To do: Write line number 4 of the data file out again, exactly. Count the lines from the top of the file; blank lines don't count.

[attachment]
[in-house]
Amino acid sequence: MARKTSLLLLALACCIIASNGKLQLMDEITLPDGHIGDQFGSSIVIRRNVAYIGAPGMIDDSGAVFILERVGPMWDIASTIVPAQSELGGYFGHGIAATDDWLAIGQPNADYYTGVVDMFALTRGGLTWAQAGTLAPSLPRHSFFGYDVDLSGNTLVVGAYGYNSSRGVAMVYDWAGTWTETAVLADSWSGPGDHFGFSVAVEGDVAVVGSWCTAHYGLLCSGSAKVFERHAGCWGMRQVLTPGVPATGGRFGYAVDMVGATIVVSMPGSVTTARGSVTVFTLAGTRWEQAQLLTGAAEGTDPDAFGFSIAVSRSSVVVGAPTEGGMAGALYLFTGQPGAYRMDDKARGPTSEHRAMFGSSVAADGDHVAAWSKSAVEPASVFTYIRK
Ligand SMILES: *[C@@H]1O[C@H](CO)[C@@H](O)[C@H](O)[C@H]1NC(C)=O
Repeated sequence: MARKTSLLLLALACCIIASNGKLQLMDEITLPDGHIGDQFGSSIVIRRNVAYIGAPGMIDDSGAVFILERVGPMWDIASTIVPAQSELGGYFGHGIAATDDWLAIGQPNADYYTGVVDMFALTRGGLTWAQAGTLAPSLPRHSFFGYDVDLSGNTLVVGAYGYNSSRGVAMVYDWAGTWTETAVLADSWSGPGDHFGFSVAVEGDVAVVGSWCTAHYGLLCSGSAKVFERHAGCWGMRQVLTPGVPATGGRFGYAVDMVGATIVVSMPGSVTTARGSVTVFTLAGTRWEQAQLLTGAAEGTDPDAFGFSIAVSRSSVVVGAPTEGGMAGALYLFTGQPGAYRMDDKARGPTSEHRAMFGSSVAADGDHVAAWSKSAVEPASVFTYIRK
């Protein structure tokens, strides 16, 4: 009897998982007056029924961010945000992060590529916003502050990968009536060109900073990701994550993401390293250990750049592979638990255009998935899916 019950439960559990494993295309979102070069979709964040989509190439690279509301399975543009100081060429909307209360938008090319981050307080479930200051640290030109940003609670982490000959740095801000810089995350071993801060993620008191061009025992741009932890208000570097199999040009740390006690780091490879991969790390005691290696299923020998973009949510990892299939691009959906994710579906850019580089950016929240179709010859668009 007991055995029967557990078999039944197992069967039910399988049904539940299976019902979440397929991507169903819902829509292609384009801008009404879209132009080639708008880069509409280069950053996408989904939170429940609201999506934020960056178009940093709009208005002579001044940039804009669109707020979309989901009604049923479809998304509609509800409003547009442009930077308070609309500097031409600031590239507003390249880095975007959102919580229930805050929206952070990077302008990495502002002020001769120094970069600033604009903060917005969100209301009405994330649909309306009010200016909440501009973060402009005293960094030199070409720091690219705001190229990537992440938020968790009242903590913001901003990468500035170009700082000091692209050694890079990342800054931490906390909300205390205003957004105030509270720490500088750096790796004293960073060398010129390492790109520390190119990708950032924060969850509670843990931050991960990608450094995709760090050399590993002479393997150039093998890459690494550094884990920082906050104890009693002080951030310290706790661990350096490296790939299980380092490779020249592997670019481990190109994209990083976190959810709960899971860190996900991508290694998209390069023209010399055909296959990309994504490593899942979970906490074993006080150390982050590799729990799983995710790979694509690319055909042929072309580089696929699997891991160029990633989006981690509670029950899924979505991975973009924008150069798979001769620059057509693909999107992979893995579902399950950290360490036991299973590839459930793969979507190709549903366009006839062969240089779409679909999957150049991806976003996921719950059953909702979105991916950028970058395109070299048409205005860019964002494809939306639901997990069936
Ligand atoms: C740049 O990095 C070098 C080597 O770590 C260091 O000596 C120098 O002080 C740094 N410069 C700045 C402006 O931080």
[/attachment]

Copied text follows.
Repeated sequence: MARKTSLLLLALACCIIASNGKLQLMDEITLPDGHIGDQFGSSIVIRRNVAYIGAPGMIDDSGAVFILERVGPMWDIASTIVPAQSELGGYFGHGIAATDDWLAIGQPNADYYTGVVDMFALTRGGLTWAQAGTLAPSLPRHSFFGYDVDLSGNTLVVGAYGYNSSRGVAMVYDWAGTWTETAVLADSWSGPGDHFGFSVAVEGDVAVVGSWCTAHYGLLCSGSAKVFERHAGCWGMRQVLTPGVPATGGRFGYAVDMVGATIVVSMPGSVTTARGSVTVFTLAGTRWEQAQLLTGAAEGTDPDAFGFSIAVSRSSVVVGAPTEGGMAGALYLFTGQPGAYRMDDKARGPTSEHRAMFGSSVAADGDHVAAWSKSAVEPASVFTYIRK